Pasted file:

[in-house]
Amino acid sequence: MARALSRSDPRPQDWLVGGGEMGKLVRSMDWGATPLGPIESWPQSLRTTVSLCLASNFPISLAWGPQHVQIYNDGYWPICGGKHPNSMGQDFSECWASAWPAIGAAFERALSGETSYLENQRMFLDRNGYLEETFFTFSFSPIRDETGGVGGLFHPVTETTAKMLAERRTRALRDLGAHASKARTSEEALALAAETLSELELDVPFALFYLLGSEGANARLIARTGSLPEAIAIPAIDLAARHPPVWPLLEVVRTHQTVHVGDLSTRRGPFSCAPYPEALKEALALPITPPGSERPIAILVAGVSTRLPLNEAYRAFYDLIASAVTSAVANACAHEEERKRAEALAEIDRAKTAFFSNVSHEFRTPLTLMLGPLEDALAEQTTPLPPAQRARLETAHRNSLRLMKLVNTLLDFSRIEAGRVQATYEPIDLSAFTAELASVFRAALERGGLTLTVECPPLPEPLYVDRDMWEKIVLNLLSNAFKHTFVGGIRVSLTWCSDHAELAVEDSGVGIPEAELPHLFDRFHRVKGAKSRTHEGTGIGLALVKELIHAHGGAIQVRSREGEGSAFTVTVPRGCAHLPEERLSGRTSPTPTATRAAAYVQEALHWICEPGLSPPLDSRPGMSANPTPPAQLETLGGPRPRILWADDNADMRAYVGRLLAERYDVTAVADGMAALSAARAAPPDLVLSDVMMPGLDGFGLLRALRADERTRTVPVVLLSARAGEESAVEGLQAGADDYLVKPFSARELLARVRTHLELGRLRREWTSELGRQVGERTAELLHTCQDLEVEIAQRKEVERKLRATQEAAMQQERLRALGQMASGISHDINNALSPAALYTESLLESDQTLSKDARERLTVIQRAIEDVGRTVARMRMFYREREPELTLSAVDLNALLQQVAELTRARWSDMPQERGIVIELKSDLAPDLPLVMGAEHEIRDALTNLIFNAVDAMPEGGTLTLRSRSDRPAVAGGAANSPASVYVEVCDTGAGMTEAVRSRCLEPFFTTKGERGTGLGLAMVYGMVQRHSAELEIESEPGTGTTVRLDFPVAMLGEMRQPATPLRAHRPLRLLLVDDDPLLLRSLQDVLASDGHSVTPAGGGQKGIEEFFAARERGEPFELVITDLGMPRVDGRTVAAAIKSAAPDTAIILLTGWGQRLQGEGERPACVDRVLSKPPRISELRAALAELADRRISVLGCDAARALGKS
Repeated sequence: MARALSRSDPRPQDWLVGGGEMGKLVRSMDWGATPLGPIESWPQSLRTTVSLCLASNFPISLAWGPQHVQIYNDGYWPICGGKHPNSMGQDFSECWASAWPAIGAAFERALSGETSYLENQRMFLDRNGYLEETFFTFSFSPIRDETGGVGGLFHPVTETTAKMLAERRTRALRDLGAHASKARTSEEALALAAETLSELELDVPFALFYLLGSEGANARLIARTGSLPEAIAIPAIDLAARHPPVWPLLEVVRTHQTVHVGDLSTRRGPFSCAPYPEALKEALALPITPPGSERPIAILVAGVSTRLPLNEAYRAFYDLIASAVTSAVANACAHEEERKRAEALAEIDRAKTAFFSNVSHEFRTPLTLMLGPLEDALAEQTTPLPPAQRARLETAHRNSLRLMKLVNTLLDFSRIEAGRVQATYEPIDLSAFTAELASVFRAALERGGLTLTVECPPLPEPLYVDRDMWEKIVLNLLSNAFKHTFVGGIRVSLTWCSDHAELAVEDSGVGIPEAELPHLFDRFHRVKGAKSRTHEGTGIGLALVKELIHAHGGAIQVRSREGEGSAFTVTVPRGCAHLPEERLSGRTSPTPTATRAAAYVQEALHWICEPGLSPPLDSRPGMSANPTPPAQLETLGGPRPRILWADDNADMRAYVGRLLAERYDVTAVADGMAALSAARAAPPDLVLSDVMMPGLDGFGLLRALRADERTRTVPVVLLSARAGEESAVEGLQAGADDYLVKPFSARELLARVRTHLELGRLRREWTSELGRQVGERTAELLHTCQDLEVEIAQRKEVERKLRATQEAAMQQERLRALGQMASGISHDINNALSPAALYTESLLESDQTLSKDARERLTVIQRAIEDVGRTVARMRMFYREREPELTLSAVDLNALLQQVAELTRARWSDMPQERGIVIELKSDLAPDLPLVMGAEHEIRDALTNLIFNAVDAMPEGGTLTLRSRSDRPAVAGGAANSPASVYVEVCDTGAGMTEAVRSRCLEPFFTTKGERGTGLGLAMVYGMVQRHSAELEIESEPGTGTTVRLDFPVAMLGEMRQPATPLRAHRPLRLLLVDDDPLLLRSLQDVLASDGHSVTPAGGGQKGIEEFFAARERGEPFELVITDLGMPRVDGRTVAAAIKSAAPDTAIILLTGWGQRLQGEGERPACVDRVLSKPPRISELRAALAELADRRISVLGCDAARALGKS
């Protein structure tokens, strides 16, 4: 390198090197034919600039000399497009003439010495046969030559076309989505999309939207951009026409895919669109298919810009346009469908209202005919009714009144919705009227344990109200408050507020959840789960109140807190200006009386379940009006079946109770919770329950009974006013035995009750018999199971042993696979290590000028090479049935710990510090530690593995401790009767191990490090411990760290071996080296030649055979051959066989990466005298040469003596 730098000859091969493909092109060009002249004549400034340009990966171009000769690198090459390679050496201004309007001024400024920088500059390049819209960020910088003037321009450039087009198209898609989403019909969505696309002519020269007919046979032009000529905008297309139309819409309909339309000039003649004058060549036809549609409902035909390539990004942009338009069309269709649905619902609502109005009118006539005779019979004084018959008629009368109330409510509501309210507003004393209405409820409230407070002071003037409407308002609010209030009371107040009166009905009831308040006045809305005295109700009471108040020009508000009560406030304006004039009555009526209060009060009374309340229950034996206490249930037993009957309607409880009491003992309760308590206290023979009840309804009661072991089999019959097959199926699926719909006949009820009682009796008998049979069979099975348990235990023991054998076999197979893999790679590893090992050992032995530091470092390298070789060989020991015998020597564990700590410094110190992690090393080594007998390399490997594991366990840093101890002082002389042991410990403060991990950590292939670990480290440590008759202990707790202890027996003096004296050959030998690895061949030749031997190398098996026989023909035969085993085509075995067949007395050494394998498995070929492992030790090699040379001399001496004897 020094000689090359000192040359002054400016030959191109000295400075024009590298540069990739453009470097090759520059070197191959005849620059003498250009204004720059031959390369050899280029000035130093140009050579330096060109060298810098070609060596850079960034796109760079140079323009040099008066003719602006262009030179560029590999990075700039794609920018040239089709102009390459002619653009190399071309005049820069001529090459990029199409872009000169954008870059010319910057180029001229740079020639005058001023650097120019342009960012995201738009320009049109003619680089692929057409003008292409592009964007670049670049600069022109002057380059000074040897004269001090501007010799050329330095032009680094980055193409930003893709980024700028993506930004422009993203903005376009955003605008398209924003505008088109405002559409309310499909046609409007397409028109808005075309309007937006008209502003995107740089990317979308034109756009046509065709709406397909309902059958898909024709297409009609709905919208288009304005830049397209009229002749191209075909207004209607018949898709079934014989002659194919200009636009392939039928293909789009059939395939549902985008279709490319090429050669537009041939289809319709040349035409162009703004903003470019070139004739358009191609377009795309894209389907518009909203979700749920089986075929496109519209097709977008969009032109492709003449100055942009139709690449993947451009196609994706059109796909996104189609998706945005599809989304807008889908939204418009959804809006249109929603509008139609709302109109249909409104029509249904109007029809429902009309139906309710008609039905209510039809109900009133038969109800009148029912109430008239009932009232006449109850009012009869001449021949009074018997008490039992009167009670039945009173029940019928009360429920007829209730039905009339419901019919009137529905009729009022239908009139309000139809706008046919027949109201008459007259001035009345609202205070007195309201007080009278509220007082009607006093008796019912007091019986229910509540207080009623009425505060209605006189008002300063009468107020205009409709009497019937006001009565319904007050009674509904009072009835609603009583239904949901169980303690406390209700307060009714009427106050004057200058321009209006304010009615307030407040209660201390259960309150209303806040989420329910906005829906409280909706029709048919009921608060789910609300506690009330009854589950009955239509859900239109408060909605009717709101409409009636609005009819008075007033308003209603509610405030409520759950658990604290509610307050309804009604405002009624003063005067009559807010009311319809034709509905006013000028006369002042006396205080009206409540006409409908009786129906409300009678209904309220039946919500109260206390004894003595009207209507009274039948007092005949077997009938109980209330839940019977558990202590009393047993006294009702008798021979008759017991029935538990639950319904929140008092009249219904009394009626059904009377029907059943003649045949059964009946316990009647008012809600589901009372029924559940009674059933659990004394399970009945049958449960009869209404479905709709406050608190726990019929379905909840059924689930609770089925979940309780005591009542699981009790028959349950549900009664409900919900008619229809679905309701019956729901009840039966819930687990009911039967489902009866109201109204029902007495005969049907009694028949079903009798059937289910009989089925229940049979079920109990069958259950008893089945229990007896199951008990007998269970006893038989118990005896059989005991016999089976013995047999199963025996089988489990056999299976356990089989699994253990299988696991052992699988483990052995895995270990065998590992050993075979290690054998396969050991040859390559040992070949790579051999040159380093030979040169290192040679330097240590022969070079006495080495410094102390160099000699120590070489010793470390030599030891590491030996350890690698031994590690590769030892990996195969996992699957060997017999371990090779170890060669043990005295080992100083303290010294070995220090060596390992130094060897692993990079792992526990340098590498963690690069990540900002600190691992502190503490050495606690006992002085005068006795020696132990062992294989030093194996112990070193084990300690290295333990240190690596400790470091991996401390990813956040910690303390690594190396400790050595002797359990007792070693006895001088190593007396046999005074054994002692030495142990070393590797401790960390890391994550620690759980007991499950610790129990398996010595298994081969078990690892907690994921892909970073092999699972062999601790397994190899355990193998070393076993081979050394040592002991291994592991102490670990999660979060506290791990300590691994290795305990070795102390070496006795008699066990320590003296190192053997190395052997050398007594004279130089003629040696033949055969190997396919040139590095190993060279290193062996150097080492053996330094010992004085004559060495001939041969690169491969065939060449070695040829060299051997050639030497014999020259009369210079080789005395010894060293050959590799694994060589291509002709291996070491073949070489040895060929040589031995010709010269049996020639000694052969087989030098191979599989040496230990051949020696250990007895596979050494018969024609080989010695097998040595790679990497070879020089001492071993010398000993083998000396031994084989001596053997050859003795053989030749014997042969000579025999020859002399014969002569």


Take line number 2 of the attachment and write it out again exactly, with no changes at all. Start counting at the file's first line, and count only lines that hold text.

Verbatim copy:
Amino acid sequence: MARALSRSDPRPQDWLVGGGEMGKLVRSMDWGATPLGPIESWPQSLRTTVSLCLASNFPISLAWGPQHVQIYNDGYWPICGGKHPNSMGQDFSECWASAWPAIGAAFERALSGETSYLENQRMFLDRNGYLEETFFTFSFSPIRDETGGVGGLFHPVTETTAKMLAERRTRALRDLGAHASKARTSEEALALAAETLSELELDVPFALFYLLGSEGANARLIARTGSLPEAIAIPAIDLAARHPPVWPLLEVVRTHQTVHVGDLSTRRGPFSCAPYPEALKEALALPITPPGSERPIAILVAGVSTRLPLNEAYRAFYDLIASAVTSAVANACAHEEERKRAEALAEIDRAKTAFFSNVSHEFRTPLTLMLGPLEDALAEQTTPLPPAQRARLETAHRNSLRLMKLVNTLLDFSRIEAGRVQATYEPIDLSAFTAELASVFRAALERGGLTLTVECPPLPEPLYVDRDMWEKIVLNLLSNAFKHTFVGGIRVSLTWCSDHAELAVEDSGVGIPEAELPHLFDRFHRVKGAKSRTHEGTGIGLALVKELIHAHGGAIQVRSREGEGSAFTVTVPRGCAHLPEERLSGRTSPTPTATRAAAYVQEALHWICEPGLSPPLDSRPGMSANPTPPAQLETLGGPRPRILWADDNADMRAYVGRLLAERYDVTAVADGMAALSAARAAPPDLVLSDVMMPGLDGFGLLRALRADERTRTVPVVLLSARAGEESAVEGLQAGADDYLVKPFSARELLARVRTHLELGRLRREWTSELGRQVGERTAELLHTCQDLEVEIAQRKEVERKLRATQEAAMQQERLRALGQMASGISHDINNALSPAALYTESLLESDQTLSKDARERLTVIQRAIEDVGRTVARMRMFYREREPELTLSAVDLNALLQQVAELTRARWSDMPQERGIVIELKSDLAPDLPLVMGAEHEIRDALTNLIFNAVDAMPEGGTLTLRSRSDRPAVAGGAANSPASVYVEVCDTGAGMTEAVRSRCLEPFFTTKGERGTGLGLAMVYGMVQRHSAELEIESEPGTGTTVRLDFPVAMLGEMRQPATPLRAHRPLRLLLVDDDPLLLRSLQDVLASDGHSVTPAGGGQKGIEEFFAARERGEPFELVITDLGMPRVDGRTVAAAIKSAAPDTAIILLTGWGQRLQGEGERPACVDRVLSKPPRISELRAALAELADRRISVLGCDAARALGKS